Mobile Insights is the daily newsletter from BI Intelligence that collects and delivers the top mobile strategy news. It is delivered first thing every morning exclusively to BI Intelligence subscribers.
Thanksgiving Sales Data Shows Mobile Commerce Jumping (IBM via TechCrunch)
A new survey from IBM’s Benchmark service indicates that consumers got a head start yesterday. Online sales showed double-digit increases compared to last year, with the average order at $132.57. IBM also highlighted a particularly strong showing in mobile commerce. As of midday yesterday, the number of consumers using a mobile device to visit a retailer’s site was at 26.5%, compared to 15.8% in 2011. And by 3pm yesterday, Thanksgiving 2012 e-commerce spend was 16.4% higher than 2011. Some argue that this is because mobile devices have made the process of online shopping more socially acceptable during a group gathering like Thanksgiving. They are less anti-social, or perhaps more discreet. Thank you, Apple.
A New Thanksgiving Tradition: Mobile Shopping (Internet Retailer)
Shoppers may be thankful for their mobile devices, and retailers have reason to agree. More than a quarter of U.S. adults (28%) who own tablets and smartphones say they plan to use them to make purchases on Thanksgiving, up from 16% last year, according to Digitas. The survey on Thanksgiving Day mobile use polled 2,059 U.S. consumers ages 18 and older between November 5 and 7. A separate survey shows mobile devices will play a role throughout the holiday season. 87% will use a mobile device to make a purchasing decision this holiday season and 50% will make a purchase with a smartphone or tablet, according to the survey of 1,000 adults by Sybase 365.
Giving Thanks For All That Tech (Forbes)
See what some top executives are thankful for this time of year:
- Enabling work-life balance
- Making the world a smaller place
- The next best thing to being there
- Making startups possible
- Disaster management
- Staying in touch
What are you thankful for, tech-wise? Feel free to chime in.
A Mobile Strategy Is Like Having a ‘Laptop’ Strategy 20 Years Ago (AdAge)
Having a mobile strategy understates the importance of mobile. It suggests that mobile is one of many important online distribution channels, as opposed to the reality: it is the most important channel, and in fact, making a distinction between the desktop and mobile web is a mistake. You could imagine a similar debate going on when laptops emerged on the scene in significant numbers in the 1990s. People now use all their devices people interchangeably and expect their files and usage to flow seamlessly across them. The only answer is one overarching strategy that acknowledges that mobile, a smaller screen, will be the dominant way in which people access and share content.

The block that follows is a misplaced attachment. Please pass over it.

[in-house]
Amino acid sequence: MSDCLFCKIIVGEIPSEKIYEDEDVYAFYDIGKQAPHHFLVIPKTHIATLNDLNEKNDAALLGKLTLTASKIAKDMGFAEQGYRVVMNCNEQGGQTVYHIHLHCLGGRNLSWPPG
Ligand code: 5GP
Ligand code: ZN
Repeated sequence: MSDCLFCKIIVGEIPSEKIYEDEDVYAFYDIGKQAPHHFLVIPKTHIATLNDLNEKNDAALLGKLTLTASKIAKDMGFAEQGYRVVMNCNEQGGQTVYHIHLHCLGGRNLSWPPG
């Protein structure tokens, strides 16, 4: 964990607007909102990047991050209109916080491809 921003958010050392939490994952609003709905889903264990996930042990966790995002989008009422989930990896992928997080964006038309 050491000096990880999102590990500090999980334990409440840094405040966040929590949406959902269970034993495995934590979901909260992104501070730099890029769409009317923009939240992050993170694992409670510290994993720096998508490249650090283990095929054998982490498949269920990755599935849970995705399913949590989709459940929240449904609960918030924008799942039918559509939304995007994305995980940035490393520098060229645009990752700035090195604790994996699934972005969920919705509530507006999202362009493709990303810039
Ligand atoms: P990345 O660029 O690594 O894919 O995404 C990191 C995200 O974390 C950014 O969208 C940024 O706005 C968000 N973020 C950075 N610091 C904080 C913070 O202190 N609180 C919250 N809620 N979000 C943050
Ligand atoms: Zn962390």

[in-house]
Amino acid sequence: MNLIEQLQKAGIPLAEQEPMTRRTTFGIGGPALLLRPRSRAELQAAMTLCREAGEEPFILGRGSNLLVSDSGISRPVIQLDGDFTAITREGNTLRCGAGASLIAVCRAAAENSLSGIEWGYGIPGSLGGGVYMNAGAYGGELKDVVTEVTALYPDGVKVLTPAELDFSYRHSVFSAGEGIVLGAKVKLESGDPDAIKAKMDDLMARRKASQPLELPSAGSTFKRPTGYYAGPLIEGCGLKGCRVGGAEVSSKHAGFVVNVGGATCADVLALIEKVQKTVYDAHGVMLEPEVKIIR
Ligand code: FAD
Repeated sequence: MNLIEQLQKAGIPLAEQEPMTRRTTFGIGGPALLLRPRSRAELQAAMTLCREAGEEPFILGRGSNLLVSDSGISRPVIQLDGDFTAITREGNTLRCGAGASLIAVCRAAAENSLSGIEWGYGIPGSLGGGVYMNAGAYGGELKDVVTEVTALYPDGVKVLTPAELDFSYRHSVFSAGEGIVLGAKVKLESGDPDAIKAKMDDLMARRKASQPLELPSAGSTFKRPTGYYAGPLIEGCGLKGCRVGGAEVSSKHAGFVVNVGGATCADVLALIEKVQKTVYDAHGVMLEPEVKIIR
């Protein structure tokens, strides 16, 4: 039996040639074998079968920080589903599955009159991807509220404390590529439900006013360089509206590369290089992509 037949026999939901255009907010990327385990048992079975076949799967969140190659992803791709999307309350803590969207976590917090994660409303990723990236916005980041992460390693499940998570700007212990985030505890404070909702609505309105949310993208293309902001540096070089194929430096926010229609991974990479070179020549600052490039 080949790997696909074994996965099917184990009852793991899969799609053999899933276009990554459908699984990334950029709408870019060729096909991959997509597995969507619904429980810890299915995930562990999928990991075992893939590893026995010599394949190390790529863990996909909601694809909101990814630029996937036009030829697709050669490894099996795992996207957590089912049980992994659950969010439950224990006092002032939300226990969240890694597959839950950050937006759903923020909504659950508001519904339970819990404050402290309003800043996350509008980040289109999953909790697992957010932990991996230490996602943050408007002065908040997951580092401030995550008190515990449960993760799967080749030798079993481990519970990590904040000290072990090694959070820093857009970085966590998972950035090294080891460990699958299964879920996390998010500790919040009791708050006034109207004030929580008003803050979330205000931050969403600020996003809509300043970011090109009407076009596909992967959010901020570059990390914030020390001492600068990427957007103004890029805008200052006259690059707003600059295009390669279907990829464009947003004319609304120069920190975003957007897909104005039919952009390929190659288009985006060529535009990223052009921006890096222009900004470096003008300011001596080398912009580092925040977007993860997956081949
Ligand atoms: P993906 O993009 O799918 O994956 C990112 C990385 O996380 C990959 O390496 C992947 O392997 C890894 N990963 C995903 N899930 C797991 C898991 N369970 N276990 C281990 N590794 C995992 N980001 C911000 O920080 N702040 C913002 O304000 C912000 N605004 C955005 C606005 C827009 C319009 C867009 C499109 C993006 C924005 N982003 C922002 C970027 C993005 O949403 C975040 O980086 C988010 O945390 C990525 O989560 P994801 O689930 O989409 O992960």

A Strike Against BYOD (Computing)
The BBC is shunning bring your own device (BYOD) in all forms as it “does not like to be at the bleeding edge” of technology, according to the organisation’s data and reporting improvement manager, Simon Griffiths. Since the BBC’s licence fee was frozen in 2010, there is a constant struggle between bosses and project managers over how best to invest each licence. “We have a 20% cost-saving challenge across the BBC,” said Griffiths. “It’s 15%, but you need to save more than that in order to invest and make savings. So 20% is the target.” As a result, the BBC’s mobile strategy is flagging. “Mobile is about engaging the audience. We can have dashboards on desktops and laptops, but I think the mobile is more difficult, though, because the BBC has to have a strategy itself.”
Live And Unplugged (The Economist)
In The World in 2013, The Economist predicts that the Internet will become a mostly mobile medium. Who will be the winners and losers?
The Mobile Advertising Ecosystem Explained (BI Intelligence)
We are in the post-PC era, and soon billions of consumers will be carrying around Internet-connected mobile devices for up to 16 hours a day. Mobile audiences have exploded as a result. Mobile advertising should be a bonanza, similar to online advertising a decade ago. However, it has been a bit slow off the ground, and its growth trajectory is not clear cut.
In a recent report from BI Intelligence on the mobile advertising ecosystem, we explain the complexities and fractures. We also examine the central and dynamic roles played by mobile ad networks, demand side platforms, mobile ad exchanges, real-time bidding, agencies, brands, and new companies hoping to upend the traditional banner ad.
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